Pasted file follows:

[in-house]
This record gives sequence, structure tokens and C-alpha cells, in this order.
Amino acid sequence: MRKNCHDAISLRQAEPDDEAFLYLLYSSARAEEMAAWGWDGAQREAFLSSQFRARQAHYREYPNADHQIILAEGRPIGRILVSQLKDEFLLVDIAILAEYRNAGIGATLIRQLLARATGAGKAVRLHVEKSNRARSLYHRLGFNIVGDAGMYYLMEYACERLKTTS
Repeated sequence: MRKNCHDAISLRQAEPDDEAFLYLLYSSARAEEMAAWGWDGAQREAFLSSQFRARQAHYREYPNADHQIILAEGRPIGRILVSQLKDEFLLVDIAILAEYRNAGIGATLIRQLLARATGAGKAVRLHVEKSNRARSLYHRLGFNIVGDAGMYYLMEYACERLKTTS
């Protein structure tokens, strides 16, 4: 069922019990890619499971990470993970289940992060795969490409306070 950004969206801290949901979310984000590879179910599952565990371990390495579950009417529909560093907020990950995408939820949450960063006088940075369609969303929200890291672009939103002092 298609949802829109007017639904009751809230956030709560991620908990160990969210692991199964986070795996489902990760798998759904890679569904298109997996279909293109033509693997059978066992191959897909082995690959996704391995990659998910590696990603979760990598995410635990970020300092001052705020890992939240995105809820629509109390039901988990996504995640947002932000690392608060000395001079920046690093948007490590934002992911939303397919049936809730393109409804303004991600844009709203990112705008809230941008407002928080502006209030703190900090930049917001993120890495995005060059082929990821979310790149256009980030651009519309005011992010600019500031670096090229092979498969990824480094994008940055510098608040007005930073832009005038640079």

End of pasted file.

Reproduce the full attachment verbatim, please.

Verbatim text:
[in-house]
This record gives sequence, structure tokens and C-alpha cells, in this order.
Amino acid sequence: MRKNCHDAISLRQAEPDDEAFLYLLYSSARAEEMAAWGWDGAQREAFLSSQFRARQAHYREYPNADHQIILAEGRPIGRILVSQLKDEFLLVDIAILAEYRNAGIGATLIRQLLARATGAGKAVRLHVEKSNRARSLYHRLGFNIVGDAGMYYLMEYACERLKTTS
Repeated sequence: MRKNCHDAISLRQAEPDDEAFLYLLYSSARAEEMAAWGWDGAQREAFLSSQFRARQAHYREYPNADHQIILAEGRPIGRILVSQLKDEFLLVDIAILAEYRNAGIGATLIRQLLARATGAGKAVRLHVEKSNRARSLYHRLGFNIVGDAGMYYLMEYACERLKTTS
């Protein structure tokens, strides 16, 4: 069922019990890619499971990470993970289940992060795969490409306070 950004969206801290949901979310984000590879179910599952565990371990390495579950009417529909560093907020990950995408939820949450960063006088940075369609969303929200890291672009939103002092 298609949802829109007017639904009751809230956030709560991620908990160990969210692991199964986070795996489902990760798998759904890679569904298109997996279909293109033509693997059978066992191959897909082995690959996704391995990659998910590696990603979760990598995410635990970020300092001052705020890992939240995105809820629509109390039901988990996504995640947002932000690392608060000395001079920046690093948007490590934002992911939303397919049936809730393109409804303004991600844009709203990112705008809230941008407002928080502006209030703190900090930049917001993120890495995005060059082929990821979310790149256009980030651009519309005011992010600019500031670096090229092979498969990824480094994008940055510098608040007005930073832009005038640079």